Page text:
Springhill: Where Writing Sparks Friendship and Creativity

Twice a month on a Tuesday morning, six people who used to be little more than acquaintances meet in a room and prepare to lay it all out on the table. There, they share writings that range from humorous observational essays to lovely nature poems to personal explorations of life events. Over the course of two years, the members of this group have come to know each other in ways they never could have anticipated and been enriched more than they ever would have imagined.

“We have all said we had no idea of the stories that are going on in people’s lives,” says Marjorie Podolsky, the group’s founder. “You don’t get to talk about these kinds of things in day-to-day conversations. We never would have known each other like this if we hadn’t been writing together.”

The Springhill Writer’s Workshop grew out of a memoir writing class that Marjorie began at the request of the community’s Residential Services Director Sandy Buckley. A retired English professor, Marjorie knows her stuff when it comes to crafting a story. She is currently teaching a literature course at Erie’s Jefferson Educational Society. But she is quick to point out that she is not playing the role of teacher or leader, even if she does organize it.

“I don’t hand out topics or give lessons on writing,” she says. “That’s not the intention of this group. These are their stories, not mine.”

Bonnie Bullers, 89, has been writing since she was a little girl – play scripts, poems and short stories, all types of genres. She recalls something she wrote for her grandchildren depicting a school bus as a monster coming down the street to swallow up the students. One can only assume she gave that to them just before school started. Currently, she is working on turning letters, notes and family documents into a history of her mother’s family, which migrated to America from Wales and includes several notable members.

“When I heard Springhill was offering this class, I think I was the first one to sign up,” she says. “I love poetry and I’m learning so much more about it from this group.”

At the end of each class, people announce whether they have something to share at the next one. Readers come with typed copies of their piece for each group member. After listening, the members discuss the piece and give feedback on how to improve it.

Taking the subject seriously

The group routinely discusses such literary staples as theme, word choice and whether someone is using adequate details to convey the emotion or image they are trying to evoke. “We get into some pretty intensive discussion on word choice and have talked often about how to discuss painful events with a writer’s objectivity,” Marjorie says. “I have been so impressed with the stories and the talent and the interest. Everyone comes ready to read, to listen attentively and to discuss. People have commented on how interactive and stimulating it is.”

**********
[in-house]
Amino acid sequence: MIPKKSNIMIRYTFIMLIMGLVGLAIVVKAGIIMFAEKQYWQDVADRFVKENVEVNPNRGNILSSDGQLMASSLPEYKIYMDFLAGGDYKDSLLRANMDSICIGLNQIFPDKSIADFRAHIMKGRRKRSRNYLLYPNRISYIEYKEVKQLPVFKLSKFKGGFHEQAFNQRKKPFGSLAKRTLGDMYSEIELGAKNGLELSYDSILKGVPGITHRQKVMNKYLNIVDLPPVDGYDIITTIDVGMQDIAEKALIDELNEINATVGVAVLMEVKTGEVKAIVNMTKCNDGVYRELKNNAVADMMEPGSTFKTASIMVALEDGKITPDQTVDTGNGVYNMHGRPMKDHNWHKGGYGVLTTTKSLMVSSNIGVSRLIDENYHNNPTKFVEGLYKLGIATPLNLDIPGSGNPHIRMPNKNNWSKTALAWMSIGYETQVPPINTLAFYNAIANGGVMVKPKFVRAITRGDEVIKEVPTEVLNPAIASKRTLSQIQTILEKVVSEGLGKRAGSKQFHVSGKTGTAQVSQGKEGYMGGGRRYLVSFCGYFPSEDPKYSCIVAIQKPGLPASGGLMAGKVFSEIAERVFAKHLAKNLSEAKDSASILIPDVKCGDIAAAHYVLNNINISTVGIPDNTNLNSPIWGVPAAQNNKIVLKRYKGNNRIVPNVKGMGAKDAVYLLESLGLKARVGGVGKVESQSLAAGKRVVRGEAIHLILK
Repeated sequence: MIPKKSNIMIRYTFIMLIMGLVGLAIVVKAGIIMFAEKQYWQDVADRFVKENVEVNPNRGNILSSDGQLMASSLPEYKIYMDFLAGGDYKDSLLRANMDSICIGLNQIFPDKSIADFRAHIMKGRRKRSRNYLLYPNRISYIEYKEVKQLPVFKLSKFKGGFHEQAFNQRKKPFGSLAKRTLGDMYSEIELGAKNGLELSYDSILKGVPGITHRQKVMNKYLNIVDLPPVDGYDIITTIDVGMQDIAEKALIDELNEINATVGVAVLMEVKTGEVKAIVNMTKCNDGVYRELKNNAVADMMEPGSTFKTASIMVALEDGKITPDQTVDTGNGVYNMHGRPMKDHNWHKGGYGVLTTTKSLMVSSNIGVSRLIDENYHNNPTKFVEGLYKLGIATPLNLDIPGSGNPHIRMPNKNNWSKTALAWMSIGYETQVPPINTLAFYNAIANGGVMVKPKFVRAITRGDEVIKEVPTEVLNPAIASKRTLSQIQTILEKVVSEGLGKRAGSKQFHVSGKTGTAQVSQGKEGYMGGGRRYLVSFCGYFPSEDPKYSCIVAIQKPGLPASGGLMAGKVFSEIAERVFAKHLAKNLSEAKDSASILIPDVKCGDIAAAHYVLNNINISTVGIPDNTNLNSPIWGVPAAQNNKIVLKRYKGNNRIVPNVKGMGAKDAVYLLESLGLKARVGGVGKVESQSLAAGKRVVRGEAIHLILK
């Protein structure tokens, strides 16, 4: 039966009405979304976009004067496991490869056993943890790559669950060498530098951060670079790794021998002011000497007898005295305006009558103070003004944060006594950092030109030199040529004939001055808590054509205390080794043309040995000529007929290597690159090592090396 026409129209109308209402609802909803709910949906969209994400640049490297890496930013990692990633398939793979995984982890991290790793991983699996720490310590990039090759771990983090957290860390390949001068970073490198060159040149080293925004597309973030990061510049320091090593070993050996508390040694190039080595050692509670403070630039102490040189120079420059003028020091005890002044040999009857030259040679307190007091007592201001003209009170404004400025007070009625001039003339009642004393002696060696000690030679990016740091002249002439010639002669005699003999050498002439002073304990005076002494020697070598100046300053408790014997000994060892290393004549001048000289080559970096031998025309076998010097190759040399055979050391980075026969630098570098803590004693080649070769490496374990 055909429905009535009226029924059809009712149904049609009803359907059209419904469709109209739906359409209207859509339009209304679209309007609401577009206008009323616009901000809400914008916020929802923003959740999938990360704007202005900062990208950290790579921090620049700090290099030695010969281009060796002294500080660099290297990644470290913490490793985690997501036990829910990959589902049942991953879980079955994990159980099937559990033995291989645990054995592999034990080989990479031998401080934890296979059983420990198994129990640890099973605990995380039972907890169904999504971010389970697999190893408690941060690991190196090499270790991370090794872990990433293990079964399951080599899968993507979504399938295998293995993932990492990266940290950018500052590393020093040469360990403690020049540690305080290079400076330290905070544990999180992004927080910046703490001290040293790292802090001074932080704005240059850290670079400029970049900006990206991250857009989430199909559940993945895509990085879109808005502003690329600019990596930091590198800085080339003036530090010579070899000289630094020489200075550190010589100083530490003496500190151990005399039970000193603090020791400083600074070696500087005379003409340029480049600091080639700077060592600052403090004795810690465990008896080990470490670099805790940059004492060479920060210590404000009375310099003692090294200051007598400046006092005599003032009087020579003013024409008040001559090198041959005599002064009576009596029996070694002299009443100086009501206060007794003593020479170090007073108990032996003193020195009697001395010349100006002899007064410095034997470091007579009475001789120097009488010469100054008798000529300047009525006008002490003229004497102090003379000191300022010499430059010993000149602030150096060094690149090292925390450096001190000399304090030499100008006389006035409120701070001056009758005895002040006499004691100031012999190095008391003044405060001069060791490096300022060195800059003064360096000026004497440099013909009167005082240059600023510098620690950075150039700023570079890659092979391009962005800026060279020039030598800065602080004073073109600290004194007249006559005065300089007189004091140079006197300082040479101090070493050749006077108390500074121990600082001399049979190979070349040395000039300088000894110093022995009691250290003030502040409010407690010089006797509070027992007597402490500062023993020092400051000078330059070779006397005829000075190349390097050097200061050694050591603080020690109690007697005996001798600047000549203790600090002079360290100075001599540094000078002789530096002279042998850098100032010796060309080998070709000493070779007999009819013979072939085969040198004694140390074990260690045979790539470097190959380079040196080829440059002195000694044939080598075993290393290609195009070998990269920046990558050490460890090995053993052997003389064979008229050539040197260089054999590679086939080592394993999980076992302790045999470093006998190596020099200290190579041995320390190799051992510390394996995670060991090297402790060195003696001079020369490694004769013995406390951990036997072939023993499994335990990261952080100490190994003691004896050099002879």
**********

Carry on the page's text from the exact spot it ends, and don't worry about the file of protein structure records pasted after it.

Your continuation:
Currently, the group includes five women and one man. From time to time, people approach Marjorie about coming to listen, but only those willing to share may join. This decision ties into the workshop’s one rule: what happens in the group stays in the group. “Some people are writing about very personal things,” Marjorie notes.

However, in June, the eagerly group took some of their writing public when members held a reading at LifeWorks Erie, a community wellness center for older adults, and they plan to hold another one in October. For Bonnie, that confidence to share her writing with others has grown in the two years she has participated in the workshop. She has mailed pieces to family members and several friends.

Sharing writings inspires and motivates

Beyond the obvious benefit workshop participants have gained from constructive criticism of their writing, the class also provides motivation and inspiration, Marjorie points out.

“Most of these people already had some things they were writing and re-working,” Marjorie says. “The family stories are so interesting, but that is not necessarily the primary subject matter. One is writing a philosophy of life, essentially. Several pieces are just humorous stories or observations on things that are happening around Springhill. Two people enjoy writing nature poems. We found that having other people who want to listen to your writing is a very strong motivator to work on it. And when one person writes a piece, we inspire each other with those ideas.”

Marjorie says that members have formed new respect for each other’s talents. Bonnie agrees, adding that the class has created a bond between people who might not have done much more than cross paths before. “It has definitely brought us closer together.”